Once the hurdles of getting the students screened and in their classroom have been managed, Goldberg said, real progress is being made. All of the teachers weighed in on the ESY program.

English teacher David Kallen said, “I think Mainland has done a wonderful job in the face of virtual learning, but nothing can replace teaching in person, especially with our extended school year group of students."

Social emotional learning teacher Kristen Bianco admited there has been a few kinks to work out but said, "The new classroom environment is certainly an adjustment, but everyone is working collaboratively to ensure its success. It is a positive experience for students and teachers to see each other in person even with wearing masks and adhering to social distancing practices."

Andre Clements is teaching math for the ESY program and said, "ESY has given the students and staff a positive and safe return amongst all the challenges we are facing during these trying times. Everyone looks forward to a safe and fun-filled learning experience daily."

Physical education and health teacher Edward Rubbert said the ESY program has been a good thing for the special education students, adding, "The students are so excited to be back and are cooperative with wearing their masks and keeping social distancing, which makes it easier for teachers with daily instruction. The students really needed this program to reconnect with friends and staff."

Parents have shared their feedback on the ESY program with Goldberg. One said she was apprehensive about her grandchildren attending the program but is very glad they attended.

Another parent, Kristen Mittleman, said in her feedback on the ESY program, “When we first heard of the possibility that Mainland Regional High School’s Extended School Year Program for special needs students would be held face-to-face, we were ecstatic. What many people may not know about special needs children and young adults from a parent’s view is that virtual learning has been extremely challenging since the coronavirus pandemic hit. The challenges were the huge disruptions in the routines, lack of much-needed social interaction, including the inability to sit through online classrooms, which has caused great frustrations and meltdowns, particularly for those on the autism spectrum. Face-to-face is crucial for the social, mental health and well-being of special needs students. In addition, therapies such as speech therapy, applied behavioral analysis therapy and other modalities are very difficult to provide virtually and are crucial to the development for those that need these services. As reported from our local support groups, many parents have noticed that their children have regressed since the start of the pandemic due to a lack of these services. When Mainland finally got the go ahead to provide a face-to-face program it was like an answer to our prayers. My son, Kevin, is a very social, young adult, likes being out in the community and misses school terribly. When I told Kevin, he would be going back, he had a huge smile from ear to ear! His reaction was priceless! It really made his summer.”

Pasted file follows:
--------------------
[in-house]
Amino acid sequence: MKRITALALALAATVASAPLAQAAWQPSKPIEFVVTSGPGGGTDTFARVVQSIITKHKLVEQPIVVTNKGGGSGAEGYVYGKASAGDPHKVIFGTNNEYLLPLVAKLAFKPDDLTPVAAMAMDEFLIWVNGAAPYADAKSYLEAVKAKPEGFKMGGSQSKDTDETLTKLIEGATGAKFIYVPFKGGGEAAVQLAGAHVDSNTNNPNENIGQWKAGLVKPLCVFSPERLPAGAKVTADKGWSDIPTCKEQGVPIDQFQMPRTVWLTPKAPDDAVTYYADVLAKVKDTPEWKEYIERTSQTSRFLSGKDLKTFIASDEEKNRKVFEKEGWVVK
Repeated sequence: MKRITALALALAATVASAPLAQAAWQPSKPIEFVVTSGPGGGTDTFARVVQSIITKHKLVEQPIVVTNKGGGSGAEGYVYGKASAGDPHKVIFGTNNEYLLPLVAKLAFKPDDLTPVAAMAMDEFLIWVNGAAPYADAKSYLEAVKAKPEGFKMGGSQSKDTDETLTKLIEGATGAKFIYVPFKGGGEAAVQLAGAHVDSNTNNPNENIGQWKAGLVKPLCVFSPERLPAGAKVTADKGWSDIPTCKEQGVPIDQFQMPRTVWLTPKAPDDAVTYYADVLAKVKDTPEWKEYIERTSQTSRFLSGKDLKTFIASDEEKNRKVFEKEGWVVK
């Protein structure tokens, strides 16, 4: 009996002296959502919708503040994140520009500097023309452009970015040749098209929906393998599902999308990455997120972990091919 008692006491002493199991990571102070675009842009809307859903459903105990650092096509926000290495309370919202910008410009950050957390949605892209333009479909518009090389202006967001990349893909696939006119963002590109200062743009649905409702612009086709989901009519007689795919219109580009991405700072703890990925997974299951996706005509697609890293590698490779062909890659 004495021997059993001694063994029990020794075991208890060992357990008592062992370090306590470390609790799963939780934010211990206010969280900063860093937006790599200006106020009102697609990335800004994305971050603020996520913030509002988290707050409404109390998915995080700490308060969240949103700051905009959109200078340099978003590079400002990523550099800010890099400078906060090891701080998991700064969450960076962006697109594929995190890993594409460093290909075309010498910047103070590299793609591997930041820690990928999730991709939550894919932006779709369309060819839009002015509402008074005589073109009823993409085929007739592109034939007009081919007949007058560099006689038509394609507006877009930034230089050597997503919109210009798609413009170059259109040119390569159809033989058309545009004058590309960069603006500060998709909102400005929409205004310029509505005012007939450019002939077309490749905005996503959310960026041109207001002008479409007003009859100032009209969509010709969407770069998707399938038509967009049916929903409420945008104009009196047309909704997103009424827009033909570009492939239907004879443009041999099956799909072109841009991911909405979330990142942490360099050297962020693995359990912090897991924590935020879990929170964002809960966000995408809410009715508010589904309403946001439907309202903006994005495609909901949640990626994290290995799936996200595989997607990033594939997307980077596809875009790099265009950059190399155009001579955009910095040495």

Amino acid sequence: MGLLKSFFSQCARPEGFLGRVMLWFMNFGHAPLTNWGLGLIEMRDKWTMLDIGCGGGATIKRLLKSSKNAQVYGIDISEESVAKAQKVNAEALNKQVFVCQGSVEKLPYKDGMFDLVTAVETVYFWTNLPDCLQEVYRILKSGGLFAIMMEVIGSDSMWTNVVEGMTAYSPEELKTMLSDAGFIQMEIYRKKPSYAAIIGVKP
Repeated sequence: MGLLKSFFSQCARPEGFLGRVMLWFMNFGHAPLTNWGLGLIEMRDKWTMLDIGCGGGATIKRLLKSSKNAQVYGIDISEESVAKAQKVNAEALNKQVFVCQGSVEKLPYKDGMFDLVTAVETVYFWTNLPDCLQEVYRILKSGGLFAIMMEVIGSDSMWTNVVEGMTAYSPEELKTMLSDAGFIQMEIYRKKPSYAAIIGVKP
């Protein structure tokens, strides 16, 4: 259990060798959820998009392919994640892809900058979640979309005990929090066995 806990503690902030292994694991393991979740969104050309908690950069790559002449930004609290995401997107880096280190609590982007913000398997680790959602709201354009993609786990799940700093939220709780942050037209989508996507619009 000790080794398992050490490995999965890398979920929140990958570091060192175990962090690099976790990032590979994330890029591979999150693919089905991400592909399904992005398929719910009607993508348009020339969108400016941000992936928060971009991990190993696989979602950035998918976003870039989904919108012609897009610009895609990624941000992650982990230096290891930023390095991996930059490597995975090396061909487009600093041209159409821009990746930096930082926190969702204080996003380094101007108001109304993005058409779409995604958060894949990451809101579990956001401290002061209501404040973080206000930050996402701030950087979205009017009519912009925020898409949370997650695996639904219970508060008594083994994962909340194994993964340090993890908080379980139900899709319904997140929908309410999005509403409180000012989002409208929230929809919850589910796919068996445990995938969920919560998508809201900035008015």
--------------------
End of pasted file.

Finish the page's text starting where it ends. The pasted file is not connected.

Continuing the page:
This week will close out the ESY program for the special education students enrolled. Goldberg said the students have been journaling their personal feelings and experiences over the course of the program. Teachers have been working with the students in creating a COVID-19 summer ESY Memory Book. “It has been uplifting to see how happy the students are coming into the building again,” Goldberg said.